The job he was doing on The Murphy was to watch the hoses in lower hold No. 5 after they had been joined to the vent pipes, to detect possible leaks or other failure of performance of the gear which had been described.

 He said that he was one of a gang of eight, who worked for 24 hours, two men at a time, 3 hours on and 3 hours off. His first trick on The Murphy began at 3:00 P.M. on October 5th and continued until 6:00 o'clock; he resumed at 9:00, left at midnight and returned at 3:00 A.M. on the 6th and in making his descent at about that time, suffered the injury giving rise to the suit.

 He received compensation and medical and hospital charges until March 1950, following an examination by a doctor for the Compensation Service, at which time he was walking without a cane. This libel was filed during the following month.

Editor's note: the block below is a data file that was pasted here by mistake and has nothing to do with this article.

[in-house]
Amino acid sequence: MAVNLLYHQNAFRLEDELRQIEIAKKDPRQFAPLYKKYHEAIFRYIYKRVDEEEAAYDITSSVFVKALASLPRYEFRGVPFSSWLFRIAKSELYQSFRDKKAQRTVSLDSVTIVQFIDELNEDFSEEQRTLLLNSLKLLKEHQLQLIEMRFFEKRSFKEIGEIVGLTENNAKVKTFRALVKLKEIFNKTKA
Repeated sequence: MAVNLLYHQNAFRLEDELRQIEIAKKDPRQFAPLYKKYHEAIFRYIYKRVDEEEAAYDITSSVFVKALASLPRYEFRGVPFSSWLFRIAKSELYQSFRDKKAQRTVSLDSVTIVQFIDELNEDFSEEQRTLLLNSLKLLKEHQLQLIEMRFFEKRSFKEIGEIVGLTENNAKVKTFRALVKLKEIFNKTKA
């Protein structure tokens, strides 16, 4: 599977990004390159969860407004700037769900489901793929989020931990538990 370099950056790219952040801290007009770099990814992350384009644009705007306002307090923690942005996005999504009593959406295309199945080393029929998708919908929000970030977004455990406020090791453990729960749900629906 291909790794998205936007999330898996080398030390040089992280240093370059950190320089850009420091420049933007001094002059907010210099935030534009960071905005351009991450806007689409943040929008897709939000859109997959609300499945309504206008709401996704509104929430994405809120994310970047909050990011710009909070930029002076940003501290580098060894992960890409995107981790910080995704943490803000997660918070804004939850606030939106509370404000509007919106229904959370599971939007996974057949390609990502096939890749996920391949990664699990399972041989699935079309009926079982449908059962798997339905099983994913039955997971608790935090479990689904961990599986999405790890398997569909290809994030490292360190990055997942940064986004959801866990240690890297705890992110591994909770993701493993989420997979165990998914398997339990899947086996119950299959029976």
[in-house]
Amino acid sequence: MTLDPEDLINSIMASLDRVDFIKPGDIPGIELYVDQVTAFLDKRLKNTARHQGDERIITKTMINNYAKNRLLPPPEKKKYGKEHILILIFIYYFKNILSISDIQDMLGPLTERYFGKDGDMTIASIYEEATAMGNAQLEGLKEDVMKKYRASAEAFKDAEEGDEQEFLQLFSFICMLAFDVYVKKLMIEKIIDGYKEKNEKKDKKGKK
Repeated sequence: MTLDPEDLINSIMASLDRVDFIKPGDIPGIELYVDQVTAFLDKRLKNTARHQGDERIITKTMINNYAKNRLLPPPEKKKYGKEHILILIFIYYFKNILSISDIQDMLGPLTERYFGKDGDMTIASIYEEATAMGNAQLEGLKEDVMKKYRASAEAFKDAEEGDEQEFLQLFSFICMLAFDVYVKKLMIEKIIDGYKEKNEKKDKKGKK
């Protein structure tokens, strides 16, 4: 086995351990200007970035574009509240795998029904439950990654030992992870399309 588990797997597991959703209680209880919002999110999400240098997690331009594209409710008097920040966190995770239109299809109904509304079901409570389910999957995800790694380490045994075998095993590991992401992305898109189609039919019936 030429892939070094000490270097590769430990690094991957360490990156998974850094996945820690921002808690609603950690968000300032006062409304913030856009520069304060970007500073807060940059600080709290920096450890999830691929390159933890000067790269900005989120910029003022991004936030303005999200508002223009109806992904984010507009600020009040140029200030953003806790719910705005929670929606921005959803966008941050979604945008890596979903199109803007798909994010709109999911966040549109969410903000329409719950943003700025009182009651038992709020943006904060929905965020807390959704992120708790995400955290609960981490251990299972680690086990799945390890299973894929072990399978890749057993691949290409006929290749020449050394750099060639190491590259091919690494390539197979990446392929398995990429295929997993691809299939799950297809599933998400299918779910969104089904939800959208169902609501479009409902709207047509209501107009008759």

The lay witnesses for the libellant in addition to himself were Olsen, the foreman of another gang, and Bragger, an oil tank cleaner in Olsen's gang, LeCato, second officer on The Murphy, and Finkenauer, a ship surveyor who gave opinion testimony.

 Manera's own foreman Hodne, and his partner Alsacker, did not testify, and Manera said that the latter was missing at 3:00 A.M. on October 6th and that he went below in the lower hold alone; this means that his version of what happened is unsupported by other testimony. The two men whom he relieved at 3:00 A.M. and with whom he conversed when they reached the 'tween deck level, could have been in a position to observe what happened when he fell, but their testimony is also missing.

 All measurements herein stated are taken from the unimpeached testimony of Second Officer LeCato.